UI conference talks about water crisis

The+%22Water+Planet%3A+Water+Crisis%3F+Meeting+the+World%27s+Water-Food-Energy+Needs+Sustainably%22+conference+is+being+held+Monday+through+Wednesday+by+iSEE.+
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UI conference talks about water crisis

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The "Water Planet: Water Crisis? Meeting the World's Water-Food-Energy Needs Sustainably" conference is being held Monday through Wednesday by iSEE.

Courtesy of Ali Braboy

The "Water Planet: Water Crisis? Meeting the World's Water-Food-Energy Needs Sustainably" conference is being held Monday through Wednesday by iSEE.

Courtesy of Ali Braboy

Courtesy of Ali Braboy

The "Water Planet: Water Crisis? Meeting the World's Water-Food-Energy Needs Sustainably" conference is being held Monday through Wednesday by iSEE.

By Ali Braboy

Although those at the University might not see a water crisis on campus, the choices people make affect the quality of water elsewhere, mused Madhu Khanna, associate director for education and outreach of Institute for Sustainability, Energy and Environment.

iSEE is presenting a conference titled “Water Planet, Water Crisis? Meeting the World’s Water-Food-Energy Needs Sustainability,” Monday, Tuesday and Wednesday at the Alice Campbell Alumni Center.

Khanna said this is the second year iSEE held a conference, and the topic of choice represents a grand societal problem.

Although the world is full of water, only about 3 percent is freshwater, according to the World Wildlife Fund’s website. Approximately 1.1 billion people lack access to fresh water.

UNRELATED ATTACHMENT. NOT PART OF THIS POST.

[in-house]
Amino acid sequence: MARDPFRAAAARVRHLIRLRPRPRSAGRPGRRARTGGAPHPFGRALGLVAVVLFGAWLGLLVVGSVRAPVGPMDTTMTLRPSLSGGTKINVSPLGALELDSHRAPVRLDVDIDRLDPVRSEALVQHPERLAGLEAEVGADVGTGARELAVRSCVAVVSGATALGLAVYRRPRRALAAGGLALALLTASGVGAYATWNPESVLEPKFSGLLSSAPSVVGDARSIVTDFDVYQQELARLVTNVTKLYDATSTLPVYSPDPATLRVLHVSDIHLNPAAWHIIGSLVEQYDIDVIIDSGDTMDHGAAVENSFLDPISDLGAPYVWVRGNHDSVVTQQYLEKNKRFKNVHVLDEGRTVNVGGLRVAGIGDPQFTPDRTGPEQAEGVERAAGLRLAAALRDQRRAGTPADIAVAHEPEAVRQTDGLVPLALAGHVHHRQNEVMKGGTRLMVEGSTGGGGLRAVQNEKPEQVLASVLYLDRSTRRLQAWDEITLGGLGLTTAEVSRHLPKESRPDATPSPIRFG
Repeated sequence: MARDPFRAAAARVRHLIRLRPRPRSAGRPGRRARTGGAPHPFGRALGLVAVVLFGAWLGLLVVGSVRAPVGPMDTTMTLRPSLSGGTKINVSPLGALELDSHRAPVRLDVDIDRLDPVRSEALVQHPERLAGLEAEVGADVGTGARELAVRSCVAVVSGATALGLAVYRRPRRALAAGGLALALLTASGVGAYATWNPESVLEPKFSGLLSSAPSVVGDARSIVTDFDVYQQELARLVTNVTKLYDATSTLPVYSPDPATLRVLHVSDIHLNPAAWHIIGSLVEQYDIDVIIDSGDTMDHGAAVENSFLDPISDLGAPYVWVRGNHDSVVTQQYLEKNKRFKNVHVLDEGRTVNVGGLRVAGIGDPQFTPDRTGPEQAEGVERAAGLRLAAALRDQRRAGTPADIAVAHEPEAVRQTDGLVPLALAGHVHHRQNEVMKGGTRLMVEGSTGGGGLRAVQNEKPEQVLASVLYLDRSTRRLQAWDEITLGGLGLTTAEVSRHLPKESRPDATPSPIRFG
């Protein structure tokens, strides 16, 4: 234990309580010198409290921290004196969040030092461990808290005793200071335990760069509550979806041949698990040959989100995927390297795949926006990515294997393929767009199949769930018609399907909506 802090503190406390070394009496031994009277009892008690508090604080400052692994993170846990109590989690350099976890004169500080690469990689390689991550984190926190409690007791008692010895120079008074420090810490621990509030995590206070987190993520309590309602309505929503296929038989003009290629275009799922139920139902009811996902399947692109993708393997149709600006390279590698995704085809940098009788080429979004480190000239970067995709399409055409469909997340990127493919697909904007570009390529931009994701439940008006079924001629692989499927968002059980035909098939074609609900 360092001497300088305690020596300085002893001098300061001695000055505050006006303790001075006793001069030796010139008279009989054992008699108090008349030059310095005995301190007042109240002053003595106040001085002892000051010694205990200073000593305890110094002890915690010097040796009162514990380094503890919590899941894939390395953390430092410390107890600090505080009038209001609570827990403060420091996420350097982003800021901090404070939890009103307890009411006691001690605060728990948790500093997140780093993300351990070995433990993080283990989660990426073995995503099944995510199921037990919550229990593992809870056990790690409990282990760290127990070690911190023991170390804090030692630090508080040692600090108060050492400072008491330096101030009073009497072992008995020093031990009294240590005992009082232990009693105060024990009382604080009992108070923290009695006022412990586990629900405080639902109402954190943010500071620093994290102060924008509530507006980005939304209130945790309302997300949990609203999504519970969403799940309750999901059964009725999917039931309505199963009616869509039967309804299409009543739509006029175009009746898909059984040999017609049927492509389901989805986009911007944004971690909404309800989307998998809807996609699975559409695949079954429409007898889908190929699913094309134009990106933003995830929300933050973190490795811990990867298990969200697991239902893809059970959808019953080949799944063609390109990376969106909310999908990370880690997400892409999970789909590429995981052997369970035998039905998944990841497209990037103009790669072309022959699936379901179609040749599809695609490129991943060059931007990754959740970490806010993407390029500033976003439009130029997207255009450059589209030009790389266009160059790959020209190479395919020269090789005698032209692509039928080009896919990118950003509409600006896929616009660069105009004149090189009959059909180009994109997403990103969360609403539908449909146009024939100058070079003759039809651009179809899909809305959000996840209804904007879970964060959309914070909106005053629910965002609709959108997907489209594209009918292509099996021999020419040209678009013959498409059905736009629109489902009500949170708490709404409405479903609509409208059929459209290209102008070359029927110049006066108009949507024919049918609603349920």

The world’s population is projected to be more than 9 million people by 2050; with this comes an increased demand for water, according to an article written by geography professor Murugesu Sivapalan. If trends continue, Sivapalan wrote that industrial water use could double by 2025, and agricultural water use could increase 50 to 100 percent by 2025.

Sivapalan wrote that the crisis is partially a water management crisis, but it can be reversed by learning from the past.

Fabian Neira, graduate student in Engineering, attended the conference Tuesday and said he is working with the issue of water quality in his classes.

He said he is interested in the social implications of pollution and water consumption, and the conference is important because it allows the University to discuss what other people in the world are doing to combat problems with water.

Ashlynn Stillwell, civil and environmental engineering professor, explained how water and energy are connected at the conference.

During Stillwell’s presentation, she said allowing a faucet to run for five minutes uses the same amount of energy as allowing a 60-watt light bulb to run for 14 hours.

Khanna said water is currently a huge topic of importance, especially when thinking about the connection it has with food and energy, and the University has a large number of groups on campus studying water. iSEE also sought to merge the efforts of campus and bring them together to address the topic of the water crisis, Khanna said.

Almost 360 people registered for the conference this year, compared to the 250 people who registered last year, Khanna said. She said the spike is due to iSEE’s increased effort to engage more students.

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